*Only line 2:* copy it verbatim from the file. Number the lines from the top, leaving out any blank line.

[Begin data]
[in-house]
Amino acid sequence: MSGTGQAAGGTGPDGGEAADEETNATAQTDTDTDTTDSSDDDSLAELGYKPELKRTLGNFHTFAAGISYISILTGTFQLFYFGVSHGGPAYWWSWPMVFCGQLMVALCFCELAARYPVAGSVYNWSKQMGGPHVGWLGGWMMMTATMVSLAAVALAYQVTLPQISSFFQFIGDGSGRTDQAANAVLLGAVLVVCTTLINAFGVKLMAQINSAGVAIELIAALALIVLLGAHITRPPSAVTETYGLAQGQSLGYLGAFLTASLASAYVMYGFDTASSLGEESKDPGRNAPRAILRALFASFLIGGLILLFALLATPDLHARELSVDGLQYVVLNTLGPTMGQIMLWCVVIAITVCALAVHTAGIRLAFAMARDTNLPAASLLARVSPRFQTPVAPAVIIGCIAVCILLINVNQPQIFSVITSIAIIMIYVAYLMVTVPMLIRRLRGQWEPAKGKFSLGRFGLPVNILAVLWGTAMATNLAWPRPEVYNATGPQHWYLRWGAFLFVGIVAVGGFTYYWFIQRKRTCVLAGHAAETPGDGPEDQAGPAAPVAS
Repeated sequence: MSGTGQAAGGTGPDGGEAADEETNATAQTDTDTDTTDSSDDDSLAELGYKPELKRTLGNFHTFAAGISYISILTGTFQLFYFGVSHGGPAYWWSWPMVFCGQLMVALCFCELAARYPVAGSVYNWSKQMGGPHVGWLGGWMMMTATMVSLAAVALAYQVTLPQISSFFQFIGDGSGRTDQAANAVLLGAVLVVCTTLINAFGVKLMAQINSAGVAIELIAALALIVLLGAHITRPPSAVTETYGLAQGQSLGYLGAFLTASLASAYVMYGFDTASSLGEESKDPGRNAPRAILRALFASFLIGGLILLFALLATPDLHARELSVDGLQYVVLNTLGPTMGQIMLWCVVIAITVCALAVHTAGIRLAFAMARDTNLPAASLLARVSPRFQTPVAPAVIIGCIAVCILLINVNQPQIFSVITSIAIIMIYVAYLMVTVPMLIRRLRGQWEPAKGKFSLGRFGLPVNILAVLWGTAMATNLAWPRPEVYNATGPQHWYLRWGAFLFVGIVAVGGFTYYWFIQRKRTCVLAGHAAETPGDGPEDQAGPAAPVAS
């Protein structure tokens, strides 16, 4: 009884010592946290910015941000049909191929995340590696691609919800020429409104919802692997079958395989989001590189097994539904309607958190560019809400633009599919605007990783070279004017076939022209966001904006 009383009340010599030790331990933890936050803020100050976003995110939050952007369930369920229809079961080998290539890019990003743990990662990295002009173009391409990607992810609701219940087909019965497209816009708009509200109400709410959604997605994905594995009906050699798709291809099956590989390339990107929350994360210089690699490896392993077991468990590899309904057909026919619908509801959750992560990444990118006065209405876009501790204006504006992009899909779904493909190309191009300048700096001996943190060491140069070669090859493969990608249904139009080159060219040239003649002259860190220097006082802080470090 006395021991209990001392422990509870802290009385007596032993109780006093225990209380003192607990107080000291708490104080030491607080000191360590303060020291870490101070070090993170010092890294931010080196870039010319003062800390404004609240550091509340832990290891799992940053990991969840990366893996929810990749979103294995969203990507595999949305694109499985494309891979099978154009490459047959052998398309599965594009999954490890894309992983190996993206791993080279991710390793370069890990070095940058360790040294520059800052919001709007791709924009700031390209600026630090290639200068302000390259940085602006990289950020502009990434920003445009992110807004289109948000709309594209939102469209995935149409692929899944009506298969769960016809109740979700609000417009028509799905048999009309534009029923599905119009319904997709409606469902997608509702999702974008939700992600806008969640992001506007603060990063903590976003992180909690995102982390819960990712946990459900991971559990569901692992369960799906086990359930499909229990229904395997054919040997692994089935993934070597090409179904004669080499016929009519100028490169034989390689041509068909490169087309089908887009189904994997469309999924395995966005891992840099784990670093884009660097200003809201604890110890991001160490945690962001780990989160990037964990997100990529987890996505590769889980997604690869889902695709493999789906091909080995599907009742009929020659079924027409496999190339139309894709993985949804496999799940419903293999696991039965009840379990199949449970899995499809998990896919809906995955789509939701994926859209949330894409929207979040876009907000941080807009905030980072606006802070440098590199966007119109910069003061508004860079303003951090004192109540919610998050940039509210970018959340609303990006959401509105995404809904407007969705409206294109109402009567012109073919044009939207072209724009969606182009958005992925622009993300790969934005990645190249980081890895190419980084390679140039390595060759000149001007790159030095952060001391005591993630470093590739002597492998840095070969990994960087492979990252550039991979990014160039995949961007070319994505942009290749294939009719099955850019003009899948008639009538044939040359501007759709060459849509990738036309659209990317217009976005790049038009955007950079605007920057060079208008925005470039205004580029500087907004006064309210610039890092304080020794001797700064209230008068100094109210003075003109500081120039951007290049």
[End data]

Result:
Amino acid sequence: MSGTGQAAGGTGPDGGEAADEETNATAQTDTDTDTTDSSDDDSLAELGYKPELKRTLGNFHTFAAGISYISILTGTFQLFYFGVSHGGPAYWWSWPMVFCGQLMVALCFCELAARYPVAGSVYNWSKQMGGPHVGWLGGWMMMTATMVSLAAVALAYQVTLPQISSFFQFIGDGSGRTDQAANAVLLGAVLVVCTTLINAFGVKLMAQINSAGVAIELIAALALIVLLGAHITRPPSAVTETYGLAQGQSLGYLGAFLTASLASAYVMYGFDTASSLGEESKDPGRNAPRAILRALFASFLIGGLILLFALLATPDLHARELSVDGLQYVVLNTLGPTMGQIMLWCVVIAITVCALAVHTAGIRLAFAMARDTNLPAASLLARVSPRFQTPVAPAVIIGCIAVCILLINVNQPQIFSVITSIAIIMIYVAYLMVTVPMLIRRLRGQWEPAKGKFSLGRFGLPVNILAVLWGTAMATNLAWPRPEVYNATGPQHWYLRWGAFLFVGIVAVGGFTYYWFIQRKRTCVLAGHAAETPGDGPEDQAGPAAPVAS